Sunday Scripture Readings

Solemnity of our Lord

Jesus Christ the King,

November 24

Ezekiel 34:11-12, 15-17; Psalm 23;

1 Corinthians 15:20-26, 28; Matthew 25:31-46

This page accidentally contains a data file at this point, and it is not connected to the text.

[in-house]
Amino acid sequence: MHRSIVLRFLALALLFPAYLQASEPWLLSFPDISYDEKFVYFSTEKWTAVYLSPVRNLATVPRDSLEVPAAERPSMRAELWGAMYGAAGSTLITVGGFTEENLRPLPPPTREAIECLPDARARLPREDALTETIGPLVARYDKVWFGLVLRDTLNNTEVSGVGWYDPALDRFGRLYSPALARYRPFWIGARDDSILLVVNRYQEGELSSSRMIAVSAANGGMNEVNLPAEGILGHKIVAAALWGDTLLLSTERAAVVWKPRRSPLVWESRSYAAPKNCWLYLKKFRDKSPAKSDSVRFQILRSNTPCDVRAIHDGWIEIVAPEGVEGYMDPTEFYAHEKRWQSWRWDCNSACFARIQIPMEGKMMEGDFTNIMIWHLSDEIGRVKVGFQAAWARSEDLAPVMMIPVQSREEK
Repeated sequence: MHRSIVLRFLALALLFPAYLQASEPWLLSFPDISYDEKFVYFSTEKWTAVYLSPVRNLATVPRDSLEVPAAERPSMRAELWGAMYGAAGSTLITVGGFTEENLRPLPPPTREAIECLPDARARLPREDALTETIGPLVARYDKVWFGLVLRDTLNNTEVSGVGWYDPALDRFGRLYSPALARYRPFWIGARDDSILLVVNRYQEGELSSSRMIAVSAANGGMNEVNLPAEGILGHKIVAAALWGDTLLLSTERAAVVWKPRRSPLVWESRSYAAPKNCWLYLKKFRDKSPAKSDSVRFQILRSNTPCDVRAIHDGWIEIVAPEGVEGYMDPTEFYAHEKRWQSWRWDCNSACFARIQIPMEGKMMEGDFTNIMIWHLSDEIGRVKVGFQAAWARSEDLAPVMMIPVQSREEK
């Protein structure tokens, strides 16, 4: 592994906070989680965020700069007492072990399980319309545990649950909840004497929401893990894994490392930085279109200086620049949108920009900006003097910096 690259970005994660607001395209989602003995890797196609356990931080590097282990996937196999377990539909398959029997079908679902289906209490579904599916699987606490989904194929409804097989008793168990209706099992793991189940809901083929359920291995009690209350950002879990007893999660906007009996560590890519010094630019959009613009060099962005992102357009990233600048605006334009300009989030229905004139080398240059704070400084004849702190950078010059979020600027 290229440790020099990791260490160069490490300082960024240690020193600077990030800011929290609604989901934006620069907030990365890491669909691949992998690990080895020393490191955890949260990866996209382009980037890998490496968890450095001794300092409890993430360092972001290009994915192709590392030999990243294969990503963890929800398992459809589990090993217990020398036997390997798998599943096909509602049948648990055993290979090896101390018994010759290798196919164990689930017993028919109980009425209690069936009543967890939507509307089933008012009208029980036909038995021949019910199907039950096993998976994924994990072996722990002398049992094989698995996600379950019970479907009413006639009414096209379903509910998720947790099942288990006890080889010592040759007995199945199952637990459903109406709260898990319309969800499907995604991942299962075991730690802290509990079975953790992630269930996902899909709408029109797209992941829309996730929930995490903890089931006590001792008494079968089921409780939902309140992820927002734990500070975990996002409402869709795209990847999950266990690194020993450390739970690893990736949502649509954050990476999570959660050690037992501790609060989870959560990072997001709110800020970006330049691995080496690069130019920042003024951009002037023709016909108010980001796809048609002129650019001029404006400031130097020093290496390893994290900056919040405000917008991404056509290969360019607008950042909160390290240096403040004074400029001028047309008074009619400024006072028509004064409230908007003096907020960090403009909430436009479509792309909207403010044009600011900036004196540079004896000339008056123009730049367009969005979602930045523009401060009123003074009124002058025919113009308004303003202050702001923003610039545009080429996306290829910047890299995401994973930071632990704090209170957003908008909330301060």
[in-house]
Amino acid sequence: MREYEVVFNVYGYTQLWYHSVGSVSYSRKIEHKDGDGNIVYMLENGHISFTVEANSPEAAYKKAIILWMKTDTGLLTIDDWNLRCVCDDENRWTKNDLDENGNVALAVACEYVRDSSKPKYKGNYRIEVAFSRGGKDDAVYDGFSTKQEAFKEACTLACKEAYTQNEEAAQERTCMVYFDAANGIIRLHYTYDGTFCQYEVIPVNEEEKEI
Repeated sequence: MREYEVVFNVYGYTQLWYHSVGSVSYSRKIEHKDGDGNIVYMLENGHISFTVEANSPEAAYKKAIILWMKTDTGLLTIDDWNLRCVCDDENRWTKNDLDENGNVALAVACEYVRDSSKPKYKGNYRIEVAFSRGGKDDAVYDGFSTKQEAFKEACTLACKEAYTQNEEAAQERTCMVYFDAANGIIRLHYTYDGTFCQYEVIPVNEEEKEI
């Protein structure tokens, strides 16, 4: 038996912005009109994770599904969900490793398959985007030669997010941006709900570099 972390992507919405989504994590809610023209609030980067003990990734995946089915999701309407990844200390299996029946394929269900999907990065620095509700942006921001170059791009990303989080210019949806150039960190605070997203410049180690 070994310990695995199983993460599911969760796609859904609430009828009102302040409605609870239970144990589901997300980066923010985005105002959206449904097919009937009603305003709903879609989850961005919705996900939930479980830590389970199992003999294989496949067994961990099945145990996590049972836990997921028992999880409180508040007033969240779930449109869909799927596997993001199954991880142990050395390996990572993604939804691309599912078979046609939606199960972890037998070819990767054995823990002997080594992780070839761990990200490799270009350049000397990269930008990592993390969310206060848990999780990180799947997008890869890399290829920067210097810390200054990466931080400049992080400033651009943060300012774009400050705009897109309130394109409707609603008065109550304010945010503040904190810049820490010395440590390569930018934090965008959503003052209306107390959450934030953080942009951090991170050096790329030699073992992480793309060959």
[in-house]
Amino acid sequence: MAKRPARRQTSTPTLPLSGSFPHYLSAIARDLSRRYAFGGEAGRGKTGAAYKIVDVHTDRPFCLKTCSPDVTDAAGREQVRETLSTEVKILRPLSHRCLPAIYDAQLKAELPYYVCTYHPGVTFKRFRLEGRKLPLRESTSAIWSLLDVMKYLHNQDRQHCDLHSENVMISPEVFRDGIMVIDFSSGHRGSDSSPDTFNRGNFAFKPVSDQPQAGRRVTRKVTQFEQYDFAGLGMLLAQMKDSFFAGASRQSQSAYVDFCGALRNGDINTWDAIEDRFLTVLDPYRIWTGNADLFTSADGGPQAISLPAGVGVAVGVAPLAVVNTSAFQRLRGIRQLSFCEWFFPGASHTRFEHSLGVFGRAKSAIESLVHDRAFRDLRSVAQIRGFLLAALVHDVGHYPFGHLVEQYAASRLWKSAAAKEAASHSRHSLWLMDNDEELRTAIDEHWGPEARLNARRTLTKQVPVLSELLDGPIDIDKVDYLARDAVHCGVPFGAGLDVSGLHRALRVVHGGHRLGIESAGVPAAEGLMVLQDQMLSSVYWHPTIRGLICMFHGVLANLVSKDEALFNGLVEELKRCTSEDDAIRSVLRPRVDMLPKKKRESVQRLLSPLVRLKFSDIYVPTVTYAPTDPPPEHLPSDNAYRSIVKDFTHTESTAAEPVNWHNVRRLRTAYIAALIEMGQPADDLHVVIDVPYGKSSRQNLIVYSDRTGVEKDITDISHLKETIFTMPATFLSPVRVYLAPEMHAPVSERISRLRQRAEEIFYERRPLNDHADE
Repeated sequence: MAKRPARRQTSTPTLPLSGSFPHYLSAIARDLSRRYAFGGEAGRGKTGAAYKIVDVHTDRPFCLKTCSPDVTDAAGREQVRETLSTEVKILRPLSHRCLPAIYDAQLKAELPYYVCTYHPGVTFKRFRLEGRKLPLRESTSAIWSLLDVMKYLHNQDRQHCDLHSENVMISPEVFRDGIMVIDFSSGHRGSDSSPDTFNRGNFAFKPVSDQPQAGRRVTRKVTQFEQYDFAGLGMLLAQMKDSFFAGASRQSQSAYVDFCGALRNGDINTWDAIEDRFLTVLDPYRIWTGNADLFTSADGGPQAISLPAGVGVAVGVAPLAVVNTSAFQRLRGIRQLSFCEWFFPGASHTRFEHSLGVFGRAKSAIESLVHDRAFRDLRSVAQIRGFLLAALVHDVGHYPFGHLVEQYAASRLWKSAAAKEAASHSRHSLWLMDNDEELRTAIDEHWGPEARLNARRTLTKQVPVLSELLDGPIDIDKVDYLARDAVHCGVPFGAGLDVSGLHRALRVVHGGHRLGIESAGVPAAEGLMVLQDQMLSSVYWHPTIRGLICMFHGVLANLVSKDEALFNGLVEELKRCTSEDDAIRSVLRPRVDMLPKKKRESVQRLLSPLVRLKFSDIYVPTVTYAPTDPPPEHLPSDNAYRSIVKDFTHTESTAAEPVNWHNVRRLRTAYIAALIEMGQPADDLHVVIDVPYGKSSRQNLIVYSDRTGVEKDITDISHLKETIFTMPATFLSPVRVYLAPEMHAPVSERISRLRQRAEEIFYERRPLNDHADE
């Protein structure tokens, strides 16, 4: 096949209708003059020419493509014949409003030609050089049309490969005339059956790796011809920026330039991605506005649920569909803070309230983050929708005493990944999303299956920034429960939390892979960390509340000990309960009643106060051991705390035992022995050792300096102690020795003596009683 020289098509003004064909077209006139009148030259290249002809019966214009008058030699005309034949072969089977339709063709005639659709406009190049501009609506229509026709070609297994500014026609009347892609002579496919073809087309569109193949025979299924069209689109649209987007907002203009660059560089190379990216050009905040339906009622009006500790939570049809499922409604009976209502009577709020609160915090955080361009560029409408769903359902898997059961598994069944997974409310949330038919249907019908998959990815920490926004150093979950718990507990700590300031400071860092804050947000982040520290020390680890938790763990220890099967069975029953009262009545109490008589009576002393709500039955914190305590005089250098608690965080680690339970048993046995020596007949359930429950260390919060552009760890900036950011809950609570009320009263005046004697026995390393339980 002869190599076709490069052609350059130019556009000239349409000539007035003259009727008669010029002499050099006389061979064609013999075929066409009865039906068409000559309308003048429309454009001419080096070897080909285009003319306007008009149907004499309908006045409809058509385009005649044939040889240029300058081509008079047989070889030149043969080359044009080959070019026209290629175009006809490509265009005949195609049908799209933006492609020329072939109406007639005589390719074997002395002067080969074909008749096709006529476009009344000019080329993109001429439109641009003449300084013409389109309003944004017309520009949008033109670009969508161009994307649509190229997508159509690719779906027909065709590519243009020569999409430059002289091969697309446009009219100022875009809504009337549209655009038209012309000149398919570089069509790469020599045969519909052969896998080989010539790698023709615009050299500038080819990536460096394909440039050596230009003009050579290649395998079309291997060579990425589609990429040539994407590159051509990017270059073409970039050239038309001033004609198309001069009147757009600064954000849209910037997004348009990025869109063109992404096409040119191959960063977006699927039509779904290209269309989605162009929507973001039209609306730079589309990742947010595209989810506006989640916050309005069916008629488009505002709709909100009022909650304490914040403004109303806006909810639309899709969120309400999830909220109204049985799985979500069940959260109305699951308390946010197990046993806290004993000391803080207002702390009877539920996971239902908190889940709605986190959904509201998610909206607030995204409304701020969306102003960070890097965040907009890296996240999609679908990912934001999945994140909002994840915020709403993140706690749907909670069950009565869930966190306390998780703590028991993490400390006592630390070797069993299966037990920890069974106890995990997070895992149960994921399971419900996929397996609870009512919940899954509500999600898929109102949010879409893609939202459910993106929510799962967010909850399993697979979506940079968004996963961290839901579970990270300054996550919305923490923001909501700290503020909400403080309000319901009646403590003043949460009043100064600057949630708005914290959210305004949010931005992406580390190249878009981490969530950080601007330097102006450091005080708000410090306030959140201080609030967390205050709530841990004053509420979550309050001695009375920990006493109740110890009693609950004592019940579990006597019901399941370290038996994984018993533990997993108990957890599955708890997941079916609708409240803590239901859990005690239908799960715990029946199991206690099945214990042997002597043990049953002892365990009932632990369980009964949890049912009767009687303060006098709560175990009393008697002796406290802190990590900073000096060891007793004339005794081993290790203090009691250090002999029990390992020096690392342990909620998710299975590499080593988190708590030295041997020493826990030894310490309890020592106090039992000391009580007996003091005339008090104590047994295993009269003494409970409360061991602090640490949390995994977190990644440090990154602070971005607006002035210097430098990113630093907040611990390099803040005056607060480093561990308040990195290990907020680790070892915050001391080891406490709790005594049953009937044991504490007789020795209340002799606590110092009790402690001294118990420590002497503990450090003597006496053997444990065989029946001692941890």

OUR GOOD NEWS: Christ, King of all human beings, commands us to mutual caring. Jesus' description of end-time judgment is intended not as a detailed scenario of what will happen but as instruction on how to live our lives now. The suffering and humiliated earthly Son of Man now reigns within his Church, but apparently absent from history. His future return is described in standard Old Testament apocalyptic imagery: "glory" (divinity made visible), "escorting angels, royal throne, (assembly of) all nations." Final judgment, elsewhere always reserved to God, will be exercised by Christ. Surprisingly absent are customary bizarre descriptions and fantastic speculations about rewards and punishment. Jesus likewise omits standard norms for salvation or condemnation, such as membership in the chosen race, fidelity to Mosaic law, or martyrdom in holy wars against unbelievers. He will consult no Book of Life (computer printout?) to tabulate merits and deviations. Instead, separation will be child's play, as simple as a shepherd's evening sorting of mixed flock. Anyone can tell "sheep" from "goats"! The list of deeds for which "sheep" will be rewarded are repeated, litany-like, four times for emphasis and solemnity. Isaiah 61:1-2 predicted reversal of such troubles in the messianic age, a passage Jesus proclaimed fulfilled in his own mission (Lk 4:18). Nevertheless, hunger, poverty, refugees and the barbaric criminal justice system which plagued the ancient world also make the daily TV news. He who during earthly life associated with public sinners now identifies in risen but distant glory with every sort of human misery, present to be encountered and served in all who suffer. Note too that these mediators of Christ are significantly not identified as Christians, or as sinless, God-fearing and "deserving." Recent scholarship tends to agree on the universal dimension of this passage. Jesus will return as cosmic Lord to judge all humankind, pagans as well as Christians. Those who never heard the Good News will be saved or condemned for how they reacted to Christ hidden among them in the needy. Every single person without exception is offered salvation through Jesus and will appear before him for final judgment. Agnostics and atheists will be judged for what they did to ameliorate suffering. Any love or service we would like to show Jesus can be performed by meeting needs of neighbors and distant foreigners. Firm faith in Christ as sovereign Lord and vigilant hope of his end-time return must be expressed through active, gracious and determined concern for the real welfare of all human beings, without exception.

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